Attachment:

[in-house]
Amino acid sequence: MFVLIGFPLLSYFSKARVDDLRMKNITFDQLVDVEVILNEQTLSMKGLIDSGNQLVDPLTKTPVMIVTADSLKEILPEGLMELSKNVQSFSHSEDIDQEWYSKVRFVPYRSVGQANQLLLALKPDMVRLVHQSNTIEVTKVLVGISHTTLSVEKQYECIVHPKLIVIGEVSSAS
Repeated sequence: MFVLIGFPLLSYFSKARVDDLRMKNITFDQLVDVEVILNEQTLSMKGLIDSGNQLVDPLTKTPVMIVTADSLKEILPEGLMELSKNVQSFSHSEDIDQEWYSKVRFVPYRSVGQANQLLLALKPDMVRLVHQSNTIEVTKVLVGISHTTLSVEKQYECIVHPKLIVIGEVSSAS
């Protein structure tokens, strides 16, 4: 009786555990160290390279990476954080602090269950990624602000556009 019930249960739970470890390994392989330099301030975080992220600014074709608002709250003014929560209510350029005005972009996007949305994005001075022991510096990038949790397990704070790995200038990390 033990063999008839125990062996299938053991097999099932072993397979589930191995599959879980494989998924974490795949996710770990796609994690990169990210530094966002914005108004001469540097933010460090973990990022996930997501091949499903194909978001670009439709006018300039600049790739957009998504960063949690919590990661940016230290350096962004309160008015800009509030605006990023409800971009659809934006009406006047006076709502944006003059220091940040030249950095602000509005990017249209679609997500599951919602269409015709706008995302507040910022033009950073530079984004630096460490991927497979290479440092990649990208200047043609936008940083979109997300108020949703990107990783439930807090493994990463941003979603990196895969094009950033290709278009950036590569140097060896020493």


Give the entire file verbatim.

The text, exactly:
[in-house]
Amino acid sequence: MFVLIGFPLLSYFSKARVDDLRMKNITFDQLVDVEVILNEQTLSMKGLIDSGNQLVDPLTKTPVMIVTADSLKEILPEGLMELSKNVQSFSHSEDIDQEWYSKVRFVPYRSVGQANQLLLALKPDMVRLVHQSNTIEVTKVLVGISHTTLSVEKQYECIVHPKLIVIGEVSSAS
Repeated sequence: MFVLIGFPLLSYFSKARVDDLRMKNITFDQLVDVEVILNEQTLSMKGLIDSGNQLVDPLTKTPVMIVTADSLKEILPEGLMELSKNVQSFSHSEDIDQEWYSKVRFVPYRSVGQANQLLLALKPDMVRLVHQSNTIEVTKVLVGISHTTLSVEKQYECIVHPKLIVIGEVSSAS
């Protein structure tokens, strides 16, 4: 009786555990160290390279990476954080602090269950990624602000556009 019930249960739970470890390994392989330099301030975080992220600014074709608002709250003014929560209510350029005005972009996007949305994005001075022991510096990038949790397990704070790995200038990390 033990063999008839125990062996299938053991097999099932072993397979589930191995599959879980494989998924974490795949996710770990796609994690990169990210530094966002914005108004001469540097933010460090973990990022996930997501091949499903194909978001670009439709006018300039600049790739957009998504960063949690919590990661940016230290350096962004309160008015800009509030605006990023409800971009659809934006009406006047006076709502944006003059220091940040030249950095602000509005990017249209679609997500599951919602269409015709706008995302507040910022033009950073530079984004630096460490991927497979290479440092990649990208200047043609936008940083979109997300108020949703990107990783439930807090493994990463941003979603990196895969094009950033290709278009950036590569140097060896020493």